Dark swirls spiraled behind Syl in her trance-state and at the same time she saw Dreux running toward her in her peripheral vision. Anya grabbed the hands around her neck, trying to pry them free, but her attacker yanked her off the chair and onto the floor. And then finally she could breathe and she heard her foe hit the floor with a thud.

Dreux materilized above her and ran his hands down her body looking for wounds. There was only one. The shunt line lay on the carpet next to her while alarms from the machines keeping Syl alive rang and buzzed. She couldn’t move and felt blood seeping out of the base of her skull. The body laying on the floor next to her didn’t move. Dreux had killed her attacker.

The neural membrane was breaking down and in moments she wouldn’t know where Anya stopped and Syl began. She suddenly had a vision of Syl’s wife and his daughters, then his school years. Anya only hoped his research was there somewhere too. Her own memories were drowning. The rolling hills of home were losing their color, diminishing as she tried harder to remember them. She knew her name still and the faces of her family. And Dreux, she’d never forget Dreux.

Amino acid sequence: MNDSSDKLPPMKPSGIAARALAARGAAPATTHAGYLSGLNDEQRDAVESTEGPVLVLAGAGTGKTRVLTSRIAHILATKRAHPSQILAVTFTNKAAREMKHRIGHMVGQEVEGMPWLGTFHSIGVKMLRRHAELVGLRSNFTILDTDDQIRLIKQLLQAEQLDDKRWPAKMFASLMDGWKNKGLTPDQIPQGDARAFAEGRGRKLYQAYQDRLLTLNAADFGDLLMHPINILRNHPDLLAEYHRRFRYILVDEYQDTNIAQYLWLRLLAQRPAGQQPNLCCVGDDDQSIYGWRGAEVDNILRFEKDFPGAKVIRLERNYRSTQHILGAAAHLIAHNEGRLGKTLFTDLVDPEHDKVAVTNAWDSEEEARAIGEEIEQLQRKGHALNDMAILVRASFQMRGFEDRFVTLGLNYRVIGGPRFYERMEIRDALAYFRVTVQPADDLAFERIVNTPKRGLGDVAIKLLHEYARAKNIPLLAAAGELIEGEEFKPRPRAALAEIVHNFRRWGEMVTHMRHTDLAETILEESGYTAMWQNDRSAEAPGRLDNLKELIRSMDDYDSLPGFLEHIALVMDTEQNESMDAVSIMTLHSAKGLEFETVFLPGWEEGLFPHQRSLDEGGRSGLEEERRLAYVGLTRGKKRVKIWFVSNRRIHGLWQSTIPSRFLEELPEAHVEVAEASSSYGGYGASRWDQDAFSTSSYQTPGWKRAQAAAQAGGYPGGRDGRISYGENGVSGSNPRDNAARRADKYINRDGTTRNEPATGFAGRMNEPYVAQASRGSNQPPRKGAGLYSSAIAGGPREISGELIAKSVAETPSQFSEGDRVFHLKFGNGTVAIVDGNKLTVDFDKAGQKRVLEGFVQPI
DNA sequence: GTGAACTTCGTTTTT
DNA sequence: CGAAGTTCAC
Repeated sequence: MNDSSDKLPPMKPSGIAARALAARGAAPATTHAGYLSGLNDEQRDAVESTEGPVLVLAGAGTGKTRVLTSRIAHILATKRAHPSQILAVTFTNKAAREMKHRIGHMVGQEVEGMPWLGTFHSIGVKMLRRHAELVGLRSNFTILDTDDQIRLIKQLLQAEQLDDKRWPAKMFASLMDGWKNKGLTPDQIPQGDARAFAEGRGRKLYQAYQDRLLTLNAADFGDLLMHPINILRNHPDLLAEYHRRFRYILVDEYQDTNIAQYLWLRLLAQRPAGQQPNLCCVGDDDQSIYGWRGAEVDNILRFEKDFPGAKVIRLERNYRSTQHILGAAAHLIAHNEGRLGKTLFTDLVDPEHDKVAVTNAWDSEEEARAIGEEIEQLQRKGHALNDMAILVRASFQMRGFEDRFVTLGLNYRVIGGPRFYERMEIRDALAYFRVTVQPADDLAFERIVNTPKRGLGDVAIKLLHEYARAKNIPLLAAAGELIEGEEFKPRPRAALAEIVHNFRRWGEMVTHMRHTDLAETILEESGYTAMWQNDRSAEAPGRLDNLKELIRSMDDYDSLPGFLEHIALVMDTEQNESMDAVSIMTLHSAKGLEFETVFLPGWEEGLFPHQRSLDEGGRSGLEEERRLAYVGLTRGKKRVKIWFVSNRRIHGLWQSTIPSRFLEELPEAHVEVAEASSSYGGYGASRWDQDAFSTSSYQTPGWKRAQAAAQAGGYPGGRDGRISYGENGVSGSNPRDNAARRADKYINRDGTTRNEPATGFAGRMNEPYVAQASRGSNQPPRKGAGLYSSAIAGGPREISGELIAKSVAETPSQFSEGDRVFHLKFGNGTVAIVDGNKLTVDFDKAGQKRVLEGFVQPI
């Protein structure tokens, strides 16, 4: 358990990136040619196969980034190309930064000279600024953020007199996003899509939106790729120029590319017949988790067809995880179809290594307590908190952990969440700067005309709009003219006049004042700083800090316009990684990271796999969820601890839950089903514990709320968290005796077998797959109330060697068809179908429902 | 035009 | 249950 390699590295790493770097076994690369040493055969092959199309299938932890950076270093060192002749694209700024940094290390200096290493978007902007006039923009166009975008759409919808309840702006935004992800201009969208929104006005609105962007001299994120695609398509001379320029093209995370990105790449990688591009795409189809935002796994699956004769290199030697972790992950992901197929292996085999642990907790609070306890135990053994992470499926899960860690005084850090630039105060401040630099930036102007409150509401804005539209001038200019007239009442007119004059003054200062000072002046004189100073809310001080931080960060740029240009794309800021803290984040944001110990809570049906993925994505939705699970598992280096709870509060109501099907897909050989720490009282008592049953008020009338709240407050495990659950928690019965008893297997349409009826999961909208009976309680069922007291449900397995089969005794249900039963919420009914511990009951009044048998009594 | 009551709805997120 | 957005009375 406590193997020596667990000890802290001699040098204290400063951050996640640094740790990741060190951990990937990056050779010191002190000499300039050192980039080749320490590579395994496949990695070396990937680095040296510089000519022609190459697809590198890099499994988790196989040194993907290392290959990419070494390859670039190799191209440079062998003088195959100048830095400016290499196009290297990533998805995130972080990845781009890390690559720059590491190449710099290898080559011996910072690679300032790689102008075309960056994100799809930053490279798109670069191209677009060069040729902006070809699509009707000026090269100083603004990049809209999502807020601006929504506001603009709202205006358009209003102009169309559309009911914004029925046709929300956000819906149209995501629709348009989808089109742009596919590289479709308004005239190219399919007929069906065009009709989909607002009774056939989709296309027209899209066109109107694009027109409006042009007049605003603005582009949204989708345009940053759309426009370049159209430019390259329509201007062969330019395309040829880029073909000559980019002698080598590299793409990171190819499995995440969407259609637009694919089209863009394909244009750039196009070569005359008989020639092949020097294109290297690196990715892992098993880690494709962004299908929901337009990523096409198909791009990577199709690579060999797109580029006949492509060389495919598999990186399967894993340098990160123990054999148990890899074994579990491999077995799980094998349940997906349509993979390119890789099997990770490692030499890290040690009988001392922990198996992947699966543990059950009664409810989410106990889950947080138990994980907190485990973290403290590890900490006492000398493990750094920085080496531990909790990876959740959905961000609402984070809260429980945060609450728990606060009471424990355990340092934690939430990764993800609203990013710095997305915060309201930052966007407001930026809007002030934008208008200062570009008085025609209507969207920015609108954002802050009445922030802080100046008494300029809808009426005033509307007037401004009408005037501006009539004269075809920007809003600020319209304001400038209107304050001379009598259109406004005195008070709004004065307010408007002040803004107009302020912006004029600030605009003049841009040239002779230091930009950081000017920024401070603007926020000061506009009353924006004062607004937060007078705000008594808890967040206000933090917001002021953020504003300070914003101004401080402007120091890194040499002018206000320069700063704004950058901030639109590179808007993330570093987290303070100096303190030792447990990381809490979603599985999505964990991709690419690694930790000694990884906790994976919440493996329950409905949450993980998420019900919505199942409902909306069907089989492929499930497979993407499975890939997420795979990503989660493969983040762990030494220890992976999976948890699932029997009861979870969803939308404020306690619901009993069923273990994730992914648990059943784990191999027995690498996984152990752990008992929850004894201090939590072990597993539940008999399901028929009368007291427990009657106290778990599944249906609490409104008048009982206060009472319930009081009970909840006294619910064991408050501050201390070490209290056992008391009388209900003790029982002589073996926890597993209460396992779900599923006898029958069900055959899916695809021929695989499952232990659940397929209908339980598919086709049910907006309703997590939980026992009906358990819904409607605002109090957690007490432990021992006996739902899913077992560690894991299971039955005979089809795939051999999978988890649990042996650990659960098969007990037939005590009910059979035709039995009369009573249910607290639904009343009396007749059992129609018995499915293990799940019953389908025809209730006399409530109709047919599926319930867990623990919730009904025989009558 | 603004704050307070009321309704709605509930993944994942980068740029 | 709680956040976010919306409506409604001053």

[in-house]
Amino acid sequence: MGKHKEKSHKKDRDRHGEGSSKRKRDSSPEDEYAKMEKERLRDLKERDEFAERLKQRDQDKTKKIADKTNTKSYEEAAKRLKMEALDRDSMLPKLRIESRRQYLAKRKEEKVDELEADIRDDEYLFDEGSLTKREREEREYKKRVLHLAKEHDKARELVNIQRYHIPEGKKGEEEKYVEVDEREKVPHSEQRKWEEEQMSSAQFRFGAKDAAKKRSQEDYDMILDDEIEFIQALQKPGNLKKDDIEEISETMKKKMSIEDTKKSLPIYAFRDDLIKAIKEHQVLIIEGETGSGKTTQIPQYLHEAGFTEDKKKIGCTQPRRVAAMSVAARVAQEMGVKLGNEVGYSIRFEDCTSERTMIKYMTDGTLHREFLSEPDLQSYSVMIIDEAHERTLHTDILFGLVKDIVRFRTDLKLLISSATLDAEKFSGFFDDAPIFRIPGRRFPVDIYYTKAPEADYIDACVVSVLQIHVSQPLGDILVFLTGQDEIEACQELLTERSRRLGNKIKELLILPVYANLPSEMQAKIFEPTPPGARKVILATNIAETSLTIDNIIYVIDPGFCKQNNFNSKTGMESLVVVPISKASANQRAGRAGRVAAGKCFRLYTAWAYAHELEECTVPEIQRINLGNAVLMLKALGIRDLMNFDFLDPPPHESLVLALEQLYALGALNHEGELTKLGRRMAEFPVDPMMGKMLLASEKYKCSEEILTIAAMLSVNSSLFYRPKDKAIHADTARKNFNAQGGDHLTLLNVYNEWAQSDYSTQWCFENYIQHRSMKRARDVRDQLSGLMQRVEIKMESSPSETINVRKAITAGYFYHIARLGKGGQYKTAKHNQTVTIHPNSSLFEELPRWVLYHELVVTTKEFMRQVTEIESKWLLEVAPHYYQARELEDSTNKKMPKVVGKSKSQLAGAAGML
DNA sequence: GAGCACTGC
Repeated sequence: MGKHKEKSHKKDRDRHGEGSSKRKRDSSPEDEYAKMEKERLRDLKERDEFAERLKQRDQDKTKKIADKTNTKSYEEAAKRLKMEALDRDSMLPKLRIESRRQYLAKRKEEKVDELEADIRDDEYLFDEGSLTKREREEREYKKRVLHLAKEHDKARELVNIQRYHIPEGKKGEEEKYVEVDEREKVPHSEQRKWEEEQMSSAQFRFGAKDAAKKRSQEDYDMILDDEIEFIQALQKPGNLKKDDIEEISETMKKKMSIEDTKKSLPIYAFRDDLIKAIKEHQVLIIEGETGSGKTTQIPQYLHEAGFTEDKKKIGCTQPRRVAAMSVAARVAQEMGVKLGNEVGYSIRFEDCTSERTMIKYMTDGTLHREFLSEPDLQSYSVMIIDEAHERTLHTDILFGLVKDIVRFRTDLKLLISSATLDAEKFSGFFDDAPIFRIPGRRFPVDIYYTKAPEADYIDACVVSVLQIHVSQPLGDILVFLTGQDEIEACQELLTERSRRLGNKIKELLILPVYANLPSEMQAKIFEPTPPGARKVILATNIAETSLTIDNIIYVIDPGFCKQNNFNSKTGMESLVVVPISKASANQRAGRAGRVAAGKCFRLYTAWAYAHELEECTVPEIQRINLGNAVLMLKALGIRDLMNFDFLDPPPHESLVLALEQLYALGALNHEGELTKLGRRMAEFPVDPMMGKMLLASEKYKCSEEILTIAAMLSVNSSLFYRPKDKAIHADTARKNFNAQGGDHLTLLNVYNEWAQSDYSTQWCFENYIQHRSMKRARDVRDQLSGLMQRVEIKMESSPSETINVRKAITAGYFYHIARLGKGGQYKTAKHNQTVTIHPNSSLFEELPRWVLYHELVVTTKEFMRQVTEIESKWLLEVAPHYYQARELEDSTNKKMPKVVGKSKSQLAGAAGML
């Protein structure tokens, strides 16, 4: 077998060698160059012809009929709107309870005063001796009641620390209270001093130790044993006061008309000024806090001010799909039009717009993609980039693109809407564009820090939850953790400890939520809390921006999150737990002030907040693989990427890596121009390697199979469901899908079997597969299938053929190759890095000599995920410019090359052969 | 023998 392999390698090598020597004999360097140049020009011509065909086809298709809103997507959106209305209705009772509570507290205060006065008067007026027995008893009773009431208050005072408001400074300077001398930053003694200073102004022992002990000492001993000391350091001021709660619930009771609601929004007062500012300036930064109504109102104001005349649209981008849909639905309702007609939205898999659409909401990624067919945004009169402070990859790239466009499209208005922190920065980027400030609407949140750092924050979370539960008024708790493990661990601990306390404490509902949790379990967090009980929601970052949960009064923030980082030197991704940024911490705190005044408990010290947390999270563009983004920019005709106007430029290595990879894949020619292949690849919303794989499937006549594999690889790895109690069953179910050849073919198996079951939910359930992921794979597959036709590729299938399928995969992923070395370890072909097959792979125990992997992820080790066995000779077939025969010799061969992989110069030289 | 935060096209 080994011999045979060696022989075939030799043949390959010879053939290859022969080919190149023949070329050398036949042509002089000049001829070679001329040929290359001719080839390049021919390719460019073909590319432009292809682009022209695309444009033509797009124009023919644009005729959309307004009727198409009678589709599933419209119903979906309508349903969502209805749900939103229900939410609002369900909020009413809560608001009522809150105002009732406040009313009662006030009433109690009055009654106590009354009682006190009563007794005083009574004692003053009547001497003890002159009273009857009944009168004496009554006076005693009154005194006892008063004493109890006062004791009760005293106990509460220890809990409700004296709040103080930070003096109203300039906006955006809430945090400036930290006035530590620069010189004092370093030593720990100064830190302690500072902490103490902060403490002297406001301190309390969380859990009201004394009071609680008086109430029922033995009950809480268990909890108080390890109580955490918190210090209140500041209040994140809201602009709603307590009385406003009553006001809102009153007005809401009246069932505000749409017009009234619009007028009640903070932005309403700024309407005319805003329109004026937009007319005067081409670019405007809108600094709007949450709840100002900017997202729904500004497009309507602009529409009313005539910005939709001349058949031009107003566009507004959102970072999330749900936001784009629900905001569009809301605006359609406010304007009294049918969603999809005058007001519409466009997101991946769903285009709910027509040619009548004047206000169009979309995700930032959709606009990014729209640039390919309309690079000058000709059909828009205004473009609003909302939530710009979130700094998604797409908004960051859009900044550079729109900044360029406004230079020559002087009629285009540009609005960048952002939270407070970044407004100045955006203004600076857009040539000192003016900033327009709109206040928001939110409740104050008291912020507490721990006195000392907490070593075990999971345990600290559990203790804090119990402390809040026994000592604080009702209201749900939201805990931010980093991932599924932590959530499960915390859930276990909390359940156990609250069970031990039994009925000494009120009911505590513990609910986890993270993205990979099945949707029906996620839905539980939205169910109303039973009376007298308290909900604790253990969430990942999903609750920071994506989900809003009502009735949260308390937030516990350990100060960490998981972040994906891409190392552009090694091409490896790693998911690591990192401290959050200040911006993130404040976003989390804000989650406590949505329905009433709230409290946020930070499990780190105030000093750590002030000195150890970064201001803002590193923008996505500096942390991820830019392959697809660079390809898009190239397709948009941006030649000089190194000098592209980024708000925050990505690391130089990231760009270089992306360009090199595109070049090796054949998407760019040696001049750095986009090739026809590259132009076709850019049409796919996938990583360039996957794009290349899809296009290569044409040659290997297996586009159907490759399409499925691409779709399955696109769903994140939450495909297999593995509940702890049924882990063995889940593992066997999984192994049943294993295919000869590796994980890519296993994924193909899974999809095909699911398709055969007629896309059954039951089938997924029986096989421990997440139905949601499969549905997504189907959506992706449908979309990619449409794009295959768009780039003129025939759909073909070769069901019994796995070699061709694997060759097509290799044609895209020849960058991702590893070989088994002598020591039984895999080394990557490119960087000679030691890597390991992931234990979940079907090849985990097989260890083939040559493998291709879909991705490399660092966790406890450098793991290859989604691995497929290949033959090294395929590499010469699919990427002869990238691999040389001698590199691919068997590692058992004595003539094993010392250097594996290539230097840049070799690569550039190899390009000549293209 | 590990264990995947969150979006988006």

“Anya? Can you hear me?”

“Find Ian Sparrow,” she rasped. “Find him and come back for me.”

This was no accident. If they had wanted Syl and his memories dead, they could have killed him long before she arrived. Someone wanted her incapacitated.

“Are you crazy? I’m not leaving you, Anya.” Dreux grabbed her hand, but she could barely feel it. Anya tried to squeeze back, hoping it was enough.

“If they get you too, it’s over. They’ll keep me alive until I spill Syl’s research,” she replied. “I love you, Dreux. Go find Ian Sparrow. And come back.”

Still he hesitated, afraid to move her. Afraid to leave her.

“Go!” Anya shook off his tight grip.

Dreux kissed her, warm and sweet. She wouldn’t forget this memory. She wouldn’t let herself forget Dreux.

“I’m coming back,” he said and stared hard at her for a nanosecond and then ran from the room. A fifth degree Kinship adept, few could stop Galen Dreux if he didn’t want to be stopped. But could he find Ian in time?